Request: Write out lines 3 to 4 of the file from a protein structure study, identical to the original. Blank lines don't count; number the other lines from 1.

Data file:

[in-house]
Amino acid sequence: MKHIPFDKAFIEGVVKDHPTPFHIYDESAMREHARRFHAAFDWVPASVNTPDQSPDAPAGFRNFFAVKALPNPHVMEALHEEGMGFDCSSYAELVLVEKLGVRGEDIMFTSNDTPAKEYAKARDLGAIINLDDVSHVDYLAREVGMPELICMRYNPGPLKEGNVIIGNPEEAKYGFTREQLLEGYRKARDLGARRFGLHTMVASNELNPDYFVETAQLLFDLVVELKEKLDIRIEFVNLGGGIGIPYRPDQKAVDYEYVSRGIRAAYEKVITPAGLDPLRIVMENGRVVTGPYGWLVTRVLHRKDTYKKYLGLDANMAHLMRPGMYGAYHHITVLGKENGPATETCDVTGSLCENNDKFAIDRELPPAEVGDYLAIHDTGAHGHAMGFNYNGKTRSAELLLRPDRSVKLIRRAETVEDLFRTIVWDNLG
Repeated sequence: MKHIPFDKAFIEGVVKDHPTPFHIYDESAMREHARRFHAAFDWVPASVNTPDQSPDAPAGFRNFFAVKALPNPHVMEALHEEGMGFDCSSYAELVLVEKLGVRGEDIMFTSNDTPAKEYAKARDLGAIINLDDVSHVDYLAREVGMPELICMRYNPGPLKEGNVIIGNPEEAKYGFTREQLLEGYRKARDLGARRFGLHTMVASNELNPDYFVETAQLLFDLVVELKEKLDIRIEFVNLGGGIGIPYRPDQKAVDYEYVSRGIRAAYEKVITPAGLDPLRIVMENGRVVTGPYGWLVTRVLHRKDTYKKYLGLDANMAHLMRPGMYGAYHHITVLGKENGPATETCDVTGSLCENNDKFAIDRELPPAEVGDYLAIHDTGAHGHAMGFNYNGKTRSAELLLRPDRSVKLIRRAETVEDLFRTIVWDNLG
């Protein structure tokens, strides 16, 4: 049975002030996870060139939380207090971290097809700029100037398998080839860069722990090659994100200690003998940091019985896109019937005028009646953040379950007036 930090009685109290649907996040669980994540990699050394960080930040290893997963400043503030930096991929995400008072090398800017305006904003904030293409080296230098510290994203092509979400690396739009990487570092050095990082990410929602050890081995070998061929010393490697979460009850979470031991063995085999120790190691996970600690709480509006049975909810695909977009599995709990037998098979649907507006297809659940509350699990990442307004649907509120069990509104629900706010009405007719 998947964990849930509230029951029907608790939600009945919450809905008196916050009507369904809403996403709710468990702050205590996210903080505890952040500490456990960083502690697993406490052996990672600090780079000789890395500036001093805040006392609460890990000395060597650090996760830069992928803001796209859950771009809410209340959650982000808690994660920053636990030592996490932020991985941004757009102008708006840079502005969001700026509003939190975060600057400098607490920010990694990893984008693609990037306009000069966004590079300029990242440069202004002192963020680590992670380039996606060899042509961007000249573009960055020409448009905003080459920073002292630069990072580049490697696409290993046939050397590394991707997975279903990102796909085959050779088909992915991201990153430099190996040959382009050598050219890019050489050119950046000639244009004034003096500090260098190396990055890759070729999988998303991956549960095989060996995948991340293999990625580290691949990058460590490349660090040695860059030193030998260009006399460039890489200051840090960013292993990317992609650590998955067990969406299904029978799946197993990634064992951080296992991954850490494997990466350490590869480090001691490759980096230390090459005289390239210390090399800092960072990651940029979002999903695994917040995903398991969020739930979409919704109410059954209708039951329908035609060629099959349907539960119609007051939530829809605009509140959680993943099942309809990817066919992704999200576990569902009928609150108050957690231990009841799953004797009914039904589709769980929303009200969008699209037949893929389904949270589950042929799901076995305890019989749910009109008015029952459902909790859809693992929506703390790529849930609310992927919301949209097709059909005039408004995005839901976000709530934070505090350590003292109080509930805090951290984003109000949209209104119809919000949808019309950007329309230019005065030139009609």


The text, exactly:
Repeated sequence: MKHIPFDKAFIEGVVKDHPTPFHIYDESAMREHARRFHAAFDWVPASVNTPDQSPDAPAGFRNFFAVKALPNPHVMEALHEEGMGFDCSSYAELVLVEKLGVRGEDIMFTSNDTPAKEYAKARDLGAIINLDDVSHVDYLAREVGMPELICMRYNPGPLKEGNVIIGNPEEAKYGFTREQLLEGYRKARDLGARRFGLHTMVASNELNPDYFVETAQLLFDLVVELKEKLDIRIEFVNLGGGIGIPYRPDQKAVDYEYVSRGIRAAYEKVITPAGLDPLRIVMENGRVVTGPYGWLVTRVLHRKDTYKKYLGLDANMAHLMRPGMYGAYHHITVLGKENGPATETCDVTGSLCENNDKFAIDRELPPAEVGDYLAIHDTGAHGHAMGFNYNGKTRSAELLLRPDRSVKLIRRAETVEDLFRTIVWDNLG
């Protein structure tokens, strides 16, 4: 049975002030996870060139939380207090971290097809700029100037398998080839860069722990090659994100200690003998940091019985896109019937005028009646953040379950007036 930090009685109290649907996040669980994540990699050394960080930040290893997963400043503030930096991929995400008072090398800017305006904003904030293409080296230098510290994203092509979400690396739009990487570092050095990082990410929602050890081995070998061929010393490697979460009850979470031991063995085999120790190691996970600690709480509006049975909810695909977009599995709990037998098979649907507006297809659940509350699990990442307004649907509120069990509104629900706010009405007719 998947964990849930509230029951029907608790939600009945919450809905008196916050009507369904809403996403709710468990702050205590996210903080505890952040500490456990960083502690697993406490052996990672600090780079000789890395500036001093805040006392609460890990000395060597650090996760830069992928803001796209859950771009809410209340959650982000808690994660920053636990030592996490932020991985941004757009102008708006840079502005969001700026509003939190975060600057400098607490920010990694990893984008693609990037306009000069966004590079300029990242440069202004002192963020680590992670380039996606060899042509961007000249573009960055020409448009905003080459920073002292630069990072580049490697696409290993046939050397590394991707997975279903990102796909085959050779088909992915991201990153430099190996040959382009050598050219890019050489050119950046000639244009004034003096500090260098190396990055890759070729999988998303991956549960095989060996995948991340293999990625580290691949990058460590490349660090040695860059030193030998260009006399460039890489200051840090960013292993990317992609650590998955067990969406299904029978799946197993990634064992951080296992991954850490494997990466350490590869480090001691490759980096230390090459005289390239210390090399800092960072990651940029979002999903695994917040995903398991969020739930979409919704109410059954209708039951329908035609060629099959349907539960119609007051939530829809605009509140959680993943099942309809990817066919992704999200576990569902009928609150108050957690231990009841799953004797009914039904589709769980929303009200969008699209037949893929389904949270589950042929799901076995305890019989749910009109008015029952459902909790859809693992929506703390790529849930609310992927919301949209097709059909005039408004995005839901976000709530934070505090350590003292109080509930805090951290984003109000949209209104119809919000949808019309950007329309230019005065030139009609």